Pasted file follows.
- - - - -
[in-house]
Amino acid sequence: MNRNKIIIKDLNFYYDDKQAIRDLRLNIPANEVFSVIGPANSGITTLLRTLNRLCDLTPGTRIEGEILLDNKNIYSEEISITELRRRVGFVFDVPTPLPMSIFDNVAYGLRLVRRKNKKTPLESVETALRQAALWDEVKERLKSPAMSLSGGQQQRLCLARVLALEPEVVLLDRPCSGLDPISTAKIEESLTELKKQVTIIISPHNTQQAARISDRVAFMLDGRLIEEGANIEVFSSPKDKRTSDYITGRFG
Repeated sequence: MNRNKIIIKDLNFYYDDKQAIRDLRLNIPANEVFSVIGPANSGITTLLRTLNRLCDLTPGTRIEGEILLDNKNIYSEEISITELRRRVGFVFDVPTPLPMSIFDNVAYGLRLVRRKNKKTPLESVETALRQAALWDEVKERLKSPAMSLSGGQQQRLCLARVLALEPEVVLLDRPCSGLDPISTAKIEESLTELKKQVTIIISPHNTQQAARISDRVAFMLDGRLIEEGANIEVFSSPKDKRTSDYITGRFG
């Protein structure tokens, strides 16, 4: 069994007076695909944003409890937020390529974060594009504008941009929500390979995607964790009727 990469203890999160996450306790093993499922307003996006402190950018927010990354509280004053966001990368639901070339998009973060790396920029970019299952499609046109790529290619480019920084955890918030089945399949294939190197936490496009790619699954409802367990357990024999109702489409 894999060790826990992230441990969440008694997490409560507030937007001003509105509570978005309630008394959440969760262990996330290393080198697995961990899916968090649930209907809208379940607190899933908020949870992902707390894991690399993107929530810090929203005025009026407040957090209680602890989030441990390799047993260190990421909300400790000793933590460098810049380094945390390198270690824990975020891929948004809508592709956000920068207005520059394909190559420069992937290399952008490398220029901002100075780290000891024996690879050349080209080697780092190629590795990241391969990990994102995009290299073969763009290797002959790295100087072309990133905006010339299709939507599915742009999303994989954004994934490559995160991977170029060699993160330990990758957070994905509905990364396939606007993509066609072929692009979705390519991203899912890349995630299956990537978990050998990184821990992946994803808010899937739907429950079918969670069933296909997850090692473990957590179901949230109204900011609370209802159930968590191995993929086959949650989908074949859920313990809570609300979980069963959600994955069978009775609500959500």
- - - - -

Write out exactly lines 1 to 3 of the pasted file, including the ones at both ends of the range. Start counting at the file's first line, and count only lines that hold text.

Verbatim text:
[in-house]
Amino acid sequence: MNRNKIIIKDLNFYYDDKQAIRDLRLNIPANEVFSVIGPANSGITTLLRTLNRLCDLTPGTRIEGEILLDNKNIYSEEISITELRRRVGFVFDVPTPLPMSIFDNVAYGLRLVRRKNKKTPLESVETALRQAALWDEVKERLKSPAMSLSGGQQQRLCLARVLALEPEVVLLDRPCSGLDPISTAKIEESLTELKKQVTIIISPHNTQQAARISDRVAFMLDGRLIEEGANIEVFSSPKDKRTSDYITGRFG
Repeated sequence: MNRNKIIIKDLNFYYDDKQAIRDLRLNIPANEVFSVIGPANSGITTLLRTLNRLCDLTPGTRIEGEILLDNKNIYSEEISITELRRRVGFVFDVPTPLPMSIFDNVAYGLRLVRRKNKKTPLESVETALRQAALWDEVKERLKSPAMSLSGGQQQRLCLARVLALEPEVVLLDRPCSGLDPISTAKIEESLTELKKQVTIIISPHNTQQAARISDRVAFMLDGRLIEEGANIEVFSSPKDKRTSDYITGRFG